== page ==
Linear trendlines are included as a general guide but they should be viewed with care because the streetcar data has more points especially at the edges of the peak periods. This affects the slope of the trendlines. Curved lines (moving averages or polynomial interpolations) have not been used because these are not well behaved when the number of data points is low and a small number of values away from the average can have a big effect on the shape of the curves.

The point of these detailed charts is to show that the relative “advantage” of one mode over the other is not consistent from day to day or hour to hour, and both are subject to the varying conditions found along King Street. Note that Thursday, December 16 was a snow day in the PM peak.

The Effect of Schedules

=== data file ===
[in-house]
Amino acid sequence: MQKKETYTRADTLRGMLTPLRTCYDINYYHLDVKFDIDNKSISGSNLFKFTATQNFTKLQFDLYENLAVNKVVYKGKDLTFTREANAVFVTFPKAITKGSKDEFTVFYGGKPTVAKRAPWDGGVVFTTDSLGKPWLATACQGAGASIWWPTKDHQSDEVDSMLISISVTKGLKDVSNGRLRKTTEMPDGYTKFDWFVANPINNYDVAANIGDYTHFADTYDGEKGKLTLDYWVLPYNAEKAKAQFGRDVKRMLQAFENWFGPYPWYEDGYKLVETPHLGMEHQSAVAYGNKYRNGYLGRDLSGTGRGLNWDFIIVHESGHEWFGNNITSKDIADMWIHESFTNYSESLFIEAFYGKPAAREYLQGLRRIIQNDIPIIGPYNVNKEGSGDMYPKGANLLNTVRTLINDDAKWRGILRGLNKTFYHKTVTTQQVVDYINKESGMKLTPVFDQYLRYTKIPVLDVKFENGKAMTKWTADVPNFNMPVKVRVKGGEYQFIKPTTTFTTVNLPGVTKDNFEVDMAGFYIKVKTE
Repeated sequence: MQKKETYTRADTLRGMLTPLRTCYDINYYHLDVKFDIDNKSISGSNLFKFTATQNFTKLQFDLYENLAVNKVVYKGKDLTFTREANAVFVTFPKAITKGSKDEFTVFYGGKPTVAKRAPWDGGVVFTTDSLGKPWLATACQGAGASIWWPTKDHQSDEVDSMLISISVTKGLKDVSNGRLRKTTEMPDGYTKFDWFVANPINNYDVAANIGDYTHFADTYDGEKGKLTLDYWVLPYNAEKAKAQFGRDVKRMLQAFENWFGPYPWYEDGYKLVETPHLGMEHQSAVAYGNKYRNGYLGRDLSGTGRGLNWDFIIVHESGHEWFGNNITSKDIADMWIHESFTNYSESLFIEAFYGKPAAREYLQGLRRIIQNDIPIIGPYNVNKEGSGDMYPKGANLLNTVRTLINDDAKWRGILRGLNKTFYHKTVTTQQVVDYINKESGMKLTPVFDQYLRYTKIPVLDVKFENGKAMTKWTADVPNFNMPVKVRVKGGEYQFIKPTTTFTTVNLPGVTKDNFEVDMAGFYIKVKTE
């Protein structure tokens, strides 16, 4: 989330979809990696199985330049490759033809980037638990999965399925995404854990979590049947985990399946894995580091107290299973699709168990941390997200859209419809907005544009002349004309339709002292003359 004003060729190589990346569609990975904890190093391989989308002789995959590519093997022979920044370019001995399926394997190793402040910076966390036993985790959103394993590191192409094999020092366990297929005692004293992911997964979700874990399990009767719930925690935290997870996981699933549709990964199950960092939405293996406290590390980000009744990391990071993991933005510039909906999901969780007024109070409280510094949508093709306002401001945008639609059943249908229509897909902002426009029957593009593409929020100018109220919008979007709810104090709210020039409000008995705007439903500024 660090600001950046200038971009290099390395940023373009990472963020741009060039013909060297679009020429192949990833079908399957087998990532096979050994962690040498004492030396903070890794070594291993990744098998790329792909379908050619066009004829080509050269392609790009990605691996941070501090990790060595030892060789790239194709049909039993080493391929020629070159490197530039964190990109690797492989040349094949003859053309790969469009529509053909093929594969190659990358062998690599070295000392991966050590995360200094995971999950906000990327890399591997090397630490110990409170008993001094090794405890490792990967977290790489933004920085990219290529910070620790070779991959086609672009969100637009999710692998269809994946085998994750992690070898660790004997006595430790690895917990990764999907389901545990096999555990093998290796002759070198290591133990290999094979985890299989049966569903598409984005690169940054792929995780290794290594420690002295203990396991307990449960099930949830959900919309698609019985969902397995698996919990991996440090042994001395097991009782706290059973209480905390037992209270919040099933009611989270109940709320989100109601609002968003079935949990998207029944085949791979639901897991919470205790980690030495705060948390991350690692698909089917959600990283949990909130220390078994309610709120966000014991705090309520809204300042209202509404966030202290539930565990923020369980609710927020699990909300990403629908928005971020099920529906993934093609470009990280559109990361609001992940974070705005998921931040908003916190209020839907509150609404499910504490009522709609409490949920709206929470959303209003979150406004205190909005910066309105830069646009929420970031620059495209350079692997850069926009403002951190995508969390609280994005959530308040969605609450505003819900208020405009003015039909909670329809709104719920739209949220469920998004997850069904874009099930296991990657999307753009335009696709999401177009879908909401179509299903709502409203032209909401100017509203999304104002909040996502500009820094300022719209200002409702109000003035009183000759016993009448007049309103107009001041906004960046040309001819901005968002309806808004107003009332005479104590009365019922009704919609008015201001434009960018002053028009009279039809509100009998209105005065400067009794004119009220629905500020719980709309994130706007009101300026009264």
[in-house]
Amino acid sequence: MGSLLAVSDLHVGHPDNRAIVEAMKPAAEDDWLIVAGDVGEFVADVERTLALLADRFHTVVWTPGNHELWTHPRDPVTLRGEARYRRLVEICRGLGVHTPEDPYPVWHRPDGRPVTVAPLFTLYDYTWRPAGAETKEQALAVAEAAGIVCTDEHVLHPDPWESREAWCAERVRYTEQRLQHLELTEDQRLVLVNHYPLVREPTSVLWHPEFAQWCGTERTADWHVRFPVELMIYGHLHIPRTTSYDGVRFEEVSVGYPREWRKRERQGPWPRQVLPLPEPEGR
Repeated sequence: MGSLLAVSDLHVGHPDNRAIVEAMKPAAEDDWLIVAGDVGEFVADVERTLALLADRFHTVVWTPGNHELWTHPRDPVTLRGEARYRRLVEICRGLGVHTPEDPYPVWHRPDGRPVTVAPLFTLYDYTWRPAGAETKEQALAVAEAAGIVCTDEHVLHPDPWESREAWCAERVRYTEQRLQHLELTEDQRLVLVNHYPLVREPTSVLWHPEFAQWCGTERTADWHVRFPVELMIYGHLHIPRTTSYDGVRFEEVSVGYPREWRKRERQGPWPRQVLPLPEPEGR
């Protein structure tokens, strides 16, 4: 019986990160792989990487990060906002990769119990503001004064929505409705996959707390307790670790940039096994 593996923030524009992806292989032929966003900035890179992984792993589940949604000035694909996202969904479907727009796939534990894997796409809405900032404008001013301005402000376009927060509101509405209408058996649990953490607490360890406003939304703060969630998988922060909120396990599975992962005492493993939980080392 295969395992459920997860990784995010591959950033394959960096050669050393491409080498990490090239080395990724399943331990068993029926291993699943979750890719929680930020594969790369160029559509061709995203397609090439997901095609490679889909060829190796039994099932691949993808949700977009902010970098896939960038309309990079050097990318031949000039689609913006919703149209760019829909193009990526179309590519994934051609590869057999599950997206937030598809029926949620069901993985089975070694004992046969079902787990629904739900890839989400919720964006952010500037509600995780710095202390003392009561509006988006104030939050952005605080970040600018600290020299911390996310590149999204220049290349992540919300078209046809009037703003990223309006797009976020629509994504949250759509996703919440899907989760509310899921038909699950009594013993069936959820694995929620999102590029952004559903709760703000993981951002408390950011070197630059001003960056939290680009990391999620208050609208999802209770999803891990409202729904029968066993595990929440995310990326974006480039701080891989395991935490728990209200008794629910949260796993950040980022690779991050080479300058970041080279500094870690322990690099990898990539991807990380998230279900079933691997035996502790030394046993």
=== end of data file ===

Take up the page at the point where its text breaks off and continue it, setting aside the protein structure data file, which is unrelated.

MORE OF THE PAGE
A fairly well-known problem to transit riders and streetcar operators is the effect of schedule changes intended to reduce short turns. This has been achieved (to some extent) by giving streetcars more running time for their trips. They are less likely to be late, and therefore less likely to require a short turn. However, this is a mixed blessing because:

  • Under benign conditions (good weather, modest loads, no unusual traffic events), streetcars will tend to run early. The typical response, indeed the one enforced by Transit Control, is that they will dawdle and take occasional siestas along the route. This is very frustrating to everyone. (A friend of mine now retired from the TTC claimed that he simply could not drive that slowly.)